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1 June 2011

Tuesday 31st May 2011; Carrara

Week 8 of 12 
Module 5: Conservation Interventions and Treatments; Criteria for Selection and Implementation 
The Study Tour: Carrara

We moved on from Pisa to Carrara today going via a famous masonry tool shop Milani Utensili to pick up a few souvenirs. In Carrara we drove up the mountain to one of the large areas of quarrying and were taken up to one of the active quarries where we could observe the stone being extracted from the mountain in much the same way as used in the Travertine Quarry we visited near Tivoli (see Friday 29th April 2011; Tivoli and De Tomassi Workshop Visits). 

The open cast white marble quarry at Carrara that we visited.

We were then taken to a quarry within the mountain which is being worked at a relatively slow rate and is producing the high quality white marble commonly used for sculpture. The photograph below shows one of the chambers from which the stone has been extracted with marble ceilings 15m high and vast pillars no more than 30m apart. It is a relatively slow working quarry with c.40,000 tonnes of marble extracted in the last 15 years from the chamber in the image below (1 cubic metre of marble weighs approximately 3 tonnes). Following this we had a brief visit to a private museum which has been set up beside the quarrying site created by one of the old quarrymen showing some of the historic quarrying techniques including techniques for splitting, cutting and moving the stone.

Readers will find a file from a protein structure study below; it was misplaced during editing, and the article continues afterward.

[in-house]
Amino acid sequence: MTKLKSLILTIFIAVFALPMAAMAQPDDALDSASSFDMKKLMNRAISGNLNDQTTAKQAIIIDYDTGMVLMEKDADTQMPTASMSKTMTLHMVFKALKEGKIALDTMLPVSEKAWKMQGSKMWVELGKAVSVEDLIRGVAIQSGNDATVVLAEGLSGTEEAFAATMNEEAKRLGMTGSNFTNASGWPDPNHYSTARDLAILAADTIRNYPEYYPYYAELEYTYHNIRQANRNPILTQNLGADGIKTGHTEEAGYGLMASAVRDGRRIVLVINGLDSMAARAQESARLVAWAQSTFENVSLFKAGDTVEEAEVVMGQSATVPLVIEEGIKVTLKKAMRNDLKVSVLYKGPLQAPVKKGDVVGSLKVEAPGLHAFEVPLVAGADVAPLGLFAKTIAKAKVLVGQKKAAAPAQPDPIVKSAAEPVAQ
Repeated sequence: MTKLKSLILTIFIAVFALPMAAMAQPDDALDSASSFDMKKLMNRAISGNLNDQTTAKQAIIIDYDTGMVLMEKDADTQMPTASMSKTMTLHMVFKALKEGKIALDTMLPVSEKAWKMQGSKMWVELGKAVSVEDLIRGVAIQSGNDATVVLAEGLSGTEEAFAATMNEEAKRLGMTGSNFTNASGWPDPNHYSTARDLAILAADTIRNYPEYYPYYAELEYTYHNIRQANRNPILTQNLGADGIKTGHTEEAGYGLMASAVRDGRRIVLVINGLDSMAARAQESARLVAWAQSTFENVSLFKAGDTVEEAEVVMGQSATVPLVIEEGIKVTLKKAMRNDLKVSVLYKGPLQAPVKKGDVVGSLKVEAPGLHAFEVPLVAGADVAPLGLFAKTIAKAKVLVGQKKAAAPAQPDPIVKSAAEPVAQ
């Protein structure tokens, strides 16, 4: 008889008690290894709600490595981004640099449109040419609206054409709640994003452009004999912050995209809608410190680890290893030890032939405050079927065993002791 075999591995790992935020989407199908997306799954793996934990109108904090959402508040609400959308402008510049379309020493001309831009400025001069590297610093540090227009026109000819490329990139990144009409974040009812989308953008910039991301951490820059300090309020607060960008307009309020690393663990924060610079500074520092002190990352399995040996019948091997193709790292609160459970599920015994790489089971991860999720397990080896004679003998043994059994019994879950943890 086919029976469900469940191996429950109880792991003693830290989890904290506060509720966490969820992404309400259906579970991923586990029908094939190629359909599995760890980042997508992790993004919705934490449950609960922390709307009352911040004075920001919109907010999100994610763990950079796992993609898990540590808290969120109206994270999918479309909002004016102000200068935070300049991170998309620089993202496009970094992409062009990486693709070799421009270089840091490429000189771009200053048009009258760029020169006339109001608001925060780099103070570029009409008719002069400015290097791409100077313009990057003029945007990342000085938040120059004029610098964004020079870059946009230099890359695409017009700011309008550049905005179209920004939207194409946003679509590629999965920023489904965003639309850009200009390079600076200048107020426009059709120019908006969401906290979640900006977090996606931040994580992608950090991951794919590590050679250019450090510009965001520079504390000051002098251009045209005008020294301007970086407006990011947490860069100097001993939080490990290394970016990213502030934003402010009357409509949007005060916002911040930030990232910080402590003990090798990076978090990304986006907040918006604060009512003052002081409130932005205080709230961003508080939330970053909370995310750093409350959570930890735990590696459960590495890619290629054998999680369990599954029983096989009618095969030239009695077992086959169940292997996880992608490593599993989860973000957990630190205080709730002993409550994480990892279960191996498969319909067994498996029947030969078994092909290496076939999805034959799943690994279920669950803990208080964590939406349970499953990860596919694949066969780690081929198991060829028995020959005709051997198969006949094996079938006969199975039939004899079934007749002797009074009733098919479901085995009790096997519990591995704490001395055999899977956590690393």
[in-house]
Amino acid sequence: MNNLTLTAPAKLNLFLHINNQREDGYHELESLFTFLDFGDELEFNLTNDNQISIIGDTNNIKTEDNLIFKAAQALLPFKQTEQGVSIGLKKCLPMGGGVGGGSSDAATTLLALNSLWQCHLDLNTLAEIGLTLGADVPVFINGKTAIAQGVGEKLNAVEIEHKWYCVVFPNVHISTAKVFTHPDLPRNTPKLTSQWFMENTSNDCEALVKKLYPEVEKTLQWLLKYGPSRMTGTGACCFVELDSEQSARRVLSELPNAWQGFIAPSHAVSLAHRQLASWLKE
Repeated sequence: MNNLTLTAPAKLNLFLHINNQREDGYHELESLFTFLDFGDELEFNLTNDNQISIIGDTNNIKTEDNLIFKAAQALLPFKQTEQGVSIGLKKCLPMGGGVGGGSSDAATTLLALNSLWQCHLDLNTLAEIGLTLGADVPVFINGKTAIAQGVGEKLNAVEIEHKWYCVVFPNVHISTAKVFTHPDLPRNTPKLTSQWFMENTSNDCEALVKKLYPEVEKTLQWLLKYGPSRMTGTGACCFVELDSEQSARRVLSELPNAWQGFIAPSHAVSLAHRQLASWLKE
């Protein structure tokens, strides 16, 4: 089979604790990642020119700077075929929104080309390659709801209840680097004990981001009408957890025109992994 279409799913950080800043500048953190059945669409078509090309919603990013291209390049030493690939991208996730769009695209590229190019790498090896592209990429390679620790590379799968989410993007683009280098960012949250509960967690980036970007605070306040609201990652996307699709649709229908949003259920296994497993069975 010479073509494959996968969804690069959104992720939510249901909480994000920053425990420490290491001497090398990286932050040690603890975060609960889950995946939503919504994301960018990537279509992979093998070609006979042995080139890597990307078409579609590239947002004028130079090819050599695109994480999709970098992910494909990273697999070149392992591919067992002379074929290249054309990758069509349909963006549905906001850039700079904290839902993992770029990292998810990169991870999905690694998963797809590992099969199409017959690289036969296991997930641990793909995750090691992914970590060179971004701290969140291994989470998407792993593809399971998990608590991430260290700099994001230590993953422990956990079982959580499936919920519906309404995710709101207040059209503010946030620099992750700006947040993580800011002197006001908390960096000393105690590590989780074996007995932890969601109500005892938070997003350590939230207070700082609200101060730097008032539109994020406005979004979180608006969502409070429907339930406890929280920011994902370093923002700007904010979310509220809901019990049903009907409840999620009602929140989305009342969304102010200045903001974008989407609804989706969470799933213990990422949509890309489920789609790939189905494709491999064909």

Inside one of the chambers of the white marble quarry deep within the mountain.

An ancient technique for splitting stone- wooden wedges were inserted into a crack and then wetted to cause expansion of the wood.

This afternoon we visited the workshop of Bruno Luccetti connected to the external quarry where we saw the stone being extracted this morning. We observed the various cutting and polishing techniques used for preparing the marble for use as internal slabs. As well as the local Carrara white marble, stone is imported from all over the world to be processed here. In contrast the travertine from Tivoli is too expensive for them to buy in; they source the travertine that they process and sell from Iran. Little stone is imported from countries where the low cost of the labour force makes the cost of cutting stone in Italy uncompetitive (e.g. India).

Some of the varieties of stone available in the Bruno Luccetti workshop.

This evening we arrived in Parma where we will be spending the next few days of the tour.

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